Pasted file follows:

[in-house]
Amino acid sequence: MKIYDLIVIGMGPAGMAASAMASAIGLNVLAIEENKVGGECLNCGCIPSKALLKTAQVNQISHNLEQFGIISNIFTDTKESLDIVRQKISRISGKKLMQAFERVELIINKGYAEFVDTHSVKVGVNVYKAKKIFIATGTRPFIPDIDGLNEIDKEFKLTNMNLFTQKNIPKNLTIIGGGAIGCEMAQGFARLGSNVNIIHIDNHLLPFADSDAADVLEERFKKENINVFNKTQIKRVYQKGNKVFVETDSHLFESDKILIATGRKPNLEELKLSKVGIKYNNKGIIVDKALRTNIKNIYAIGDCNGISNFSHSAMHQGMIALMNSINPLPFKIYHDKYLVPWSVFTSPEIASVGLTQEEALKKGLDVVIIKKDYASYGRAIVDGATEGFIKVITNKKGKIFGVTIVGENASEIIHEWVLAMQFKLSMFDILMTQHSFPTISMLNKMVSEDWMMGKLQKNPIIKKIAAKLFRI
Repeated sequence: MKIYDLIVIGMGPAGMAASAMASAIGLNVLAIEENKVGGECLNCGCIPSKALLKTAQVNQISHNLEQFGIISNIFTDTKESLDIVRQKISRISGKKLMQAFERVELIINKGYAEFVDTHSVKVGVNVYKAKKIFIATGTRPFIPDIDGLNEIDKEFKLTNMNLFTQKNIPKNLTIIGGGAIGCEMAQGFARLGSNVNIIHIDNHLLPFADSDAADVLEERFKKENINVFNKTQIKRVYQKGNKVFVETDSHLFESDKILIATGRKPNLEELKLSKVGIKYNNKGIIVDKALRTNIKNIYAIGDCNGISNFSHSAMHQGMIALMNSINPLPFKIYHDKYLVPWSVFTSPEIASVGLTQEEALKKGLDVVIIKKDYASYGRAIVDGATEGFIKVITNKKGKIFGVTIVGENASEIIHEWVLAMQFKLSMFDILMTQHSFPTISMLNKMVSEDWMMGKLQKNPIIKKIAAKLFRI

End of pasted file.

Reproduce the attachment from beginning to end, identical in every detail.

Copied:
[in-house]
Amino acid sequence: MKIYDLIVIGMGPAGMAASAMASAIGLNVLAIEENKVGGECLNCGCIPSKALLKTAQVNQISHNLEQFGIISNIFTDTKESLDIVRQKISRISGKKLMQAFERVELIINKGYAEFVDTHSVKVGVNVYKAKKIFIATGTRPFIPDIDGLNEIDKEFKLTNMNLFTQKNIPKNLTIIGGGAIGCEMAQGFARLGSNVNIIHIDNHLLPFADSDAADVLEERFKKENINVFNKTQIKRVYQKGNKVFVETDSHLFESDKILIATGRKPNLEELKLSKVGIKYNNKGIIVDKALRTNIKNIYAIGDCNGISNFSHSAMHQGMIALMNSINPLPFKIYHDKYLVPWSVFTSPEIASVGLTQEEALKKGLDVVIIKKDYASYGRAIVDGATEGFIKVITNKKGKIFGVTIVGENASEIIHEWVLAMQFKLSMFDILMTQHSFPTISMLNKMVSEDWMMGKLQKNPIIKKIAAKLFRI
Repeated sequence: MKIYDLIVIGMGPAGMAASAMASAIGLNVLAIEENKVGGECLNCGCIPSKALLKTAQVNQISHNLEQFGIISNIFTDTKESLDIVRQKISRISGKKLMQAFERVELIINKGYAEFVDTHSVKVGVNVYKAKKIFIATGTRPFIPDIDGLNEIDKEFKLTNMNLFTQKNIPKNLTIIGGGAIGCEMAQGFARLGSNVNIIHIDNHLLPFADSDAADVLEERFKKENINVFNKTQIKRVYQKGNKVFVETDSHLFESDKILIATGRKPNLEELKLSKVGIKYNNKGIIVDKALRTNIKNIYAIGDCNGISNFSHSAMHQGMIALMNSINPLPFKIYHDKYLVPWSVFTSPEIASVGLTQEEALKKGLDVVIIKKDYASYGRAIVDGATEGFIKVITNKKGKIFGVTIVGENASEIIHEWVLAMQFKLSMFDILMTQHSFPTISMLNKMVSEDWMMGKLQKNPIIKKIAAKLFRI